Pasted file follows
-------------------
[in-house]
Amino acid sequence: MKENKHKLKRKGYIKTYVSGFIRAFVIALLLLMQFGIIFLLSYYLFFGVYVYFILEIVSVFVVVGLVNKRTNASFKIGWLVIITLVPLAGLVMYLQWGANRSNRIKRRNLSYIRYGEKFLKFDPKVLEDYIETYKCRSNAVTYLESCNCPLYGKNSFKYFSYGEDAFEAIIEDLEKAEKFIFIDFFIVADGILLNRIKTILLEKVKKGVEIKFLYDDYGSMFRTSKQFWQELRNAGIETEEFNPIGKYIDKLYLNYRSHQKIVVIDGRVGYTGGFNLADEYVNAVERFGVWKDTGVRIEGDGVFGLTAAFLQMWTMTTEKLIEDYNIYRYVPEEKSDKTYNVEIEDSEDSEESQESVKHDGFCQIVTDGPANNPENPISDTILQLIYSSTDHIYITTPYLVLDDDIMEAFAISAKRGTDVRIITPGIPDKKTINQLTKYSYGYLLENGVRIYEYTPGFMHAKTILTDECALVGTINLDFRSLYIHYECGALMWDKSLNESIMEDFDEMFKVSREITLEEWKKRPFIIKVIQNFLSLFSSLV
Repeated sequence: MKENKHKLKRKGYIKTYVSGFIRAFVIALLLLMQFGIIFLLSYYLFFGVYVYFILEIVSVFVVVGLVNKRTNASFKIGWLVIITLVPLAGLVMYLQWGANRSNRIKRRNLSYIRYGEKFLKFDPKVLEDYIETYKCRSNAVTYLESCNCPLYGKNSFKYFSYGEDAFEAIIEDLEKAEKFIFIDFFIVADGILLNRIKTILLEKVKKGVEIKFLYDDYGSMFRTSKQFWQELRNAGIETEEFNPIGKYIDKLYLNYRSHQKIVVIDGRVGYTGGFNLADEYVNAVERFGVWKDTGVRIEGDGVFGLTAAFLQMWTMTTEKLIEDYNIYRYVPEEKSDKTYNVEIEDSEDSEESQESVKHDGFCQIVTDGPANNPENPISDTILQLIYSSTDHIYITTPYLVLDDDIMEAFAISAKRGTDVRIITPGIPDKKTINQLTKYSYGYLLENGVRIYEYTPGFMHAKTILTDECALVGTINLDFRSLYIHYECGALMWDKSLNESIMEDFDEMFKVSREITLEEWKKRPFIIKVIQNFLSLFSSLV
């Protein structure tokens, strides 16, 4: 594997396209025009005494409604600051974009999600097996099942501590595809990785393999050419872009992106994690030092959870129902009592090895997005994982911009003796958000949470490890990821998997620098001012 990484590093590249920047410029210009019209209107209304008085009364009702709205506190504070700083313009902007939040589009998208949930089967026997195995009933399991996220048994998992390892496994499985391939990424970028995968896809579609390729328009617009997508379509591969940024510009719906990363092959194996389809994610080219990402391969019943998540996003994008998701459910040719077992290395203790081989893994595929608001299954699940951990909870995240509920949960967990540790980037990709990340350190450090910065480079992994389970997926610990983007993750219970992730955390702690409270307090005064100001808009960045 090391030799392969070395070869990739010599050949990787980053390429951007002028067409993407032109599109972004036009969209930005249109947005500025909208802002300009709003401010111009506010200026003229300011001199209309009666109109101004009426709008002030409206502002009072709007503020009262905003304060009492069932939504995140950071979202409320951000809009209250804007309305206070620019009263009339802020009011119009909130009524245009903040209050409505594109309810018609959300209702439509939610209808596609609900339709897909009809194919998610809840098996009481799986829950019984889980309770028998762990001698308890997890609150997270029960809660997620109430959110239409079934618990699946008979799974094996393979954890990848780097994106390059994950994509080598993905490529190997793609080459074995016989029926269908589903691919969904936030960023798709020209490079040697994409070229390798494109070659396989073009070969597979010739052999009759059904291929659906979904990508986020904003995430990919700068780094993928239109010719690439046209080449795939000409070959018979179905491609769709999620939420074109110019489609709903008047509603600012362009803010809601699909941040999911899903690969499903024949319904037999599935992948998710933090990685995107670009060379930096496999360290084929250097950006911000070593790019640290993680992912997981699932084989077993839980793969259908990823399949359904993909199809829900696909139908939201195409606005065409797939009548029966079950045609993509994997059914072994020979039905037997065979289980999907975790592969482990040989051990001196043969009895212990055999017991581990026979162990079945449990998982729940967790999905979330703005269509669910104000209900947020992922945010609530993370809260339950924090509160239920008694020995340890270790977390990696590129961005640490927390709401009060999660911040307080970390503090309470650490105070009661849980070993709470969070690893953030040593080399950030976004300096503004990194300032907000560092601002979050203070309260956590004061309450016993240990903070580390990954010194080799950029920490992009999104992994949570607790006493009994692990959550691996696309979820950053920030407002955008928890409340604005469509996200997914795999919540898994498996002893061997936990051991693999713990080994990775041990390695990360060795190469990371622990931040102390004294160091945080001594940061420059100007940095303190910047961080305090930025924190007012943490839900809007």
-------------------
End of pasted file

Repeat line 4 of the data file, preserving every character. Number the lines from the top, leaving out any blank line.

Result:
């Protein structure tokens, strides 16, 4: 594997396209025009005494409604600051974009999600097996099942501590595809990785393999050419872009992106994690030092959870129902009592090895997005994982911009003796958000949470490890990821998997620098001012 990484590093590249920047410029210009019209209107209304008085009364009702709205506190504070700083313009902007939040589009998208949930089967026997195995009933399991996220048994998992390892496994499985391939990424970028995968896809579609390729328009617009997508379509591969940024510009719906990363092959194996389809994610080219990402391969019943998540996003994008998701459910040719077992290395203790081989893994595929608001299954699940951990909870995240509920949960967990540790980037990709990340350190450090910065480079992994389970997926610990983007993750219970992730955390702690409270307090005064100001808009960045 090391030799392969070395070869990739010599050949990787980053390429951007002028067409993407032109599109972004036009969209930005249109947005500025909208802002300009709003401010111009506010200026003229300011001199209309009666109109101004009426709008002030409206502002009072709007503020009262905003304060009492069932939504995140950071979202409320951000809009209250804007309305206070620019009263009339802020009011119009909130009524245009903040209050409505594109309810018609959300209702439509939610209808596609609900339709897909009809194919998610809840098996009481799986829950019984889980309770028998762990001698308890997890609150997270029960809660997620109430959110239409079934618990699946008979799974094996393979954890990848780097994106390059994950994509080598993905490529190997793609080459074995016989029926269908589903691919969904936030960023798709020209490079040697994409070229390798494109070659396989073009070969597979010739052999009759059904291929659906979904990508986020904003995430990919700068780094993928239109010719690439046209080449795939000409070959018979179905491609769709999620939420074109110019489609709903008047509603600012362009803010809601699909941040999911899903690969499903024949319904037999599935992948998710933090990685995107670009060379930096496999360290084929250097950006911000070593790019640290993680992912997981699932084989077993839980793969259908990823399949359904993909199809829900696909139908939201195409606005065409797939009548029966079950045609993509994997059914072994020979039905037997065979289980999907975790592969482990040989051990001196043969009895212990055999017991581990026979162990079945449990998982729940967790999905979330703005269509669910104000209900947020992922945010609530993370809260339950924090509160239920008694020995340890270790977390990696590129961005640490927390709401009060999660911040307080970390503090309470650490105070009661849980070993709470969070690893953030040593080399950030976004300096503004990194300032907000560092601002979050203070309260956590004061309450016993240990903070580390990954010194080799950029920490992009999104992994949570607790006493009994692990959550691996696309979820950053920030407002955008928890409340604005469509996200997914795999919540898994498996002893061997936990051991693999713990080994990775041990390695990360060795190469990371622990931040102390004294160091945080001594940061420059100007940095303190910047961080305090930025924190007012943490839900809007």